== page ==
Why are our babies so immature at birth? The reason is simple. Unlike baby horses whose survival depends on their big strong bodies, a human baby's survival depends on big smart brains. In fact, our babies' brains are so huge we have to "evict" fetuses from the womb well before they're fully ready for the world to keep their heads from getting stuck in the birth canal.

Newborns have some abilities that demonstrate their readiness to be in the world, but these notwithstanding, for the first three months, our babies are so immature they would really benefit if they could hop back inside whenever they get overwhelmed. However, since we're not kangaroos, the least we can do as loving, compassionate parents is to make our little criaturas feel at home by surrounding them with the comforting sensations they enjoyed twenty-four hours a day in the womb. However, in order to give babies a fourth trimester, parents need to answer one important question: What exactly was it like in there?

In your womb, your baby was packed tight into the fetal position enveloped by the warm wall of the uterus and rocked and jiggled for much of the day. She was also surrounded by a constant shushing sound a little louder than a vacuum cleaner.

For thousands of years, parents have known that mimicking conditions in the uterus comforts newborns. That's why almost every traditional baby-calming technique around the world imitates the sensations of the womb. From swaddling to swings to shushing, these methods return babies to a cuddly, rhythmic, womblike world until they are ready to coo, smile, and join the family. As helpful as this fourth-trimester experience is for calm babies, it is essential for fussy ones.

Most parents assume that this imitation soothes their baby simply by making her feel "back home." Actually, these experiences trigger a profound neurological response never before recognized or reported-until today. This ancient and very powerful baby reflex is the calming reflex.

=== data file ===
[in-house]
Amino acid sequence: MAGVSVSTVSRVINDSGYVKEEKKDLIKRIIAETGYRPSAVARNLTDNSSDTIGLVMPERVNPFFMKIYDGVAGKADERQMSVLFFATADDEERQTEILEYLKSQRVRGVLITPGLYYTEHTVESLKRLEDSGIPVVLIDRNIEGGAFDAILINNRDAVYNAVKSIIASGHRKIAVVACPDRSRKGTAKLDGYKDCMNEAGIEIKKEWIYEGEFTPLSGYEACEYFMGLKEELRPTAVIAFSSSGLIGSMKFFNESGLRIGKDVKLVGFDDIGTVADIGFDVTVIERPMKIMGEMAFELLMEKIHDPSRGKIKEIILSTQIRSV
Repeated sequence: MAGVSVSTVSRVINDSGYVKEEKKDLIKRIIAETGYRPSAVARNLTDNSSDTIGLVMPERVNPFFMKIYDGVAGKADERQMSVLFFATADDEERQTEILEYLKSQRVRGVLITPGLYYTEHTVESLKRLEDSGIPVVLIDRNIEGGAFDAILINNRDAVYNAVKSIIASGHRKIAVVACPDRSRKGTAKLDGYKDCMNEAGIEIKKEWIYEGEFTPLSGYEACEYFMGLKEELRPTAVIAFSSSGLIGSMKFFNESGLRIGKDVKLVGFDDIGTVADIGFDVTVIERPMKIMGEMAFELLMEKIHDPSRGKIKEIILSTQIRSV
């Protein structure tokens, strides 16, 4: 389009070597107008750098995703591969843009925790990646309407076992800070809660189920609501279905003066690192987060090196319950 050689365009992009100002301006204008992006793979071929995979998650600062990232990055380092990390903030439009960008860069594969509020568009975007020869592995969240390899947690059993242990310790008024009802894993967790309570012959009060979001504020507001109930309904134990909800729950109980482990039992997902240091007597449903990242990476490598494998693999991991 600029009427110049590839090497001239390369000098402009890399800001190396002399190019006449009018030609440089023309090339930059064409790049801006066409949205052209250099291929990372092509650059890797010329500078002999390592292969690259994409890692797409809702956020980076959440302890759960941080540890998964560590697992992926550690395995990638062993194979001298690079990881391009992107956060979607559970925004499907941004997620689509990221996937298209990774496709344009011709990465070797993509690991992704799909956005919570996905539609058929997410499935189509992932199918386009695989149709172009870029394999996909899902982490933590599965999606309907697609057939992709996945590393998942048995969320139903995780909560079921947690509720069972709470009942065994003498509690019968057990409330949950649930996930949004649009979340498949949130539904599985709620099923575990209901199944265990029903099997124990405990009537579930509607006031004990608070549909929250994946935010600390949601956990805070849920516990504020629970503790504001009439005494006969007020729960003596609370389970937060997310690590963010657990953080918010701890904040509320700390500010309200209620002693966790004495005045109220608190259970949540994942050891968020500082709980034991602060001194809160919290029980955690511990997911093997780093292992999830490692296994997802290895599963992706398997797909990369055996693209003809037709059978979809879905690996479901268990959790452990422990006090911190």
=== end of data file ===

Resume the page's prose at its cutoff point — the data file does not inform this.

The Calming Reflex: Nature's Brilliant Off-Switch for Your Baby's Crying

This automatic reset switch stills a baby's crying and is truly a baby's (and parent's) best friend. Why did nature choose imitating the uterus as the trigger for this blessed reflex? The reason is clear but unexpected: As important as it was for our ancestors to be able to quiet their babies, it was triply important for them to be able to quiet their fetuses!

Just imagine what it would feel like if your fetus threw a temper tantrum inside you. Not only could pounding fists and kicking feet make you sore, they could damage the fragile placenta or rip the umbilical cord, causing a fatal hemorrhage. Perhaps even more deadly than the risk of accidental injury was the chance that a squirming baby might get stuck in a bad position in the uterus and be unable to slide out, thus killing herself and her mother.

I'm convinced that the survival of our fetuses, and perhaps even the survival of our species, depended on this ancient calming reflex. Over millions of years, fetuses who became entranced by the sensations inside the uterus didn't thrash about and thus were most likely to stay alive. Our babies today are direct descendants of those "Zen" fetuses who were so easily pacified by the womb.

The 5 "S's": Five Steps to Turn On Your Baby's Calming Reflex

How is a vacuum cleaner like a lullaby? How is a Volvo like a flannel blanket? They all help switch on your baby's calming reflex by imitating some quality of your womb.

Although our ancient ancestors intuitively understood how to turn off their baby's crying and turn on their baby's calming, recognition of the calming reflex itself remained completely overlooked until I identified it during the mid-1990s while studying the characteristics of hundreds of crying babies in my practice.

I was struck by the fact that many traditional baby-calming methods failed to work unless they were done exactly right. I realized that, similar to a doctor setting off a knee reflex with a precise whack of a little hammer, the calming reflex could only be triggered by certain very specific actions. When presented correctly, however, the sounds and feelings of the womb had such a powerful effect that they could carry an infant from tears to tranquillity, sometimes even in mid-cry.

Parents and grandparents traditionally have used five different characteristics of the womb to soothe their babies. I refer to these time-honored "ingredients" of calm as the 5 "S's":

Swaddling-tight wrapping

Side/Stomach-lying a baby on her side or stomach

Shushing-loud white noise

Swinging-rhythmic, jiggly motion

Sucking-sucking on anything from your nipple or finger to a pacifier

These five methods are extremely effective but only when performed exactly right. When done without the right technique and vigor, they do nothing. (Detailed descriptions of how to perform each "S" are in chapters 8 through 12.)

The Cuddle Cure: Combining the 5 "S's" into a Perfect Recipe for Your Baby's Bliss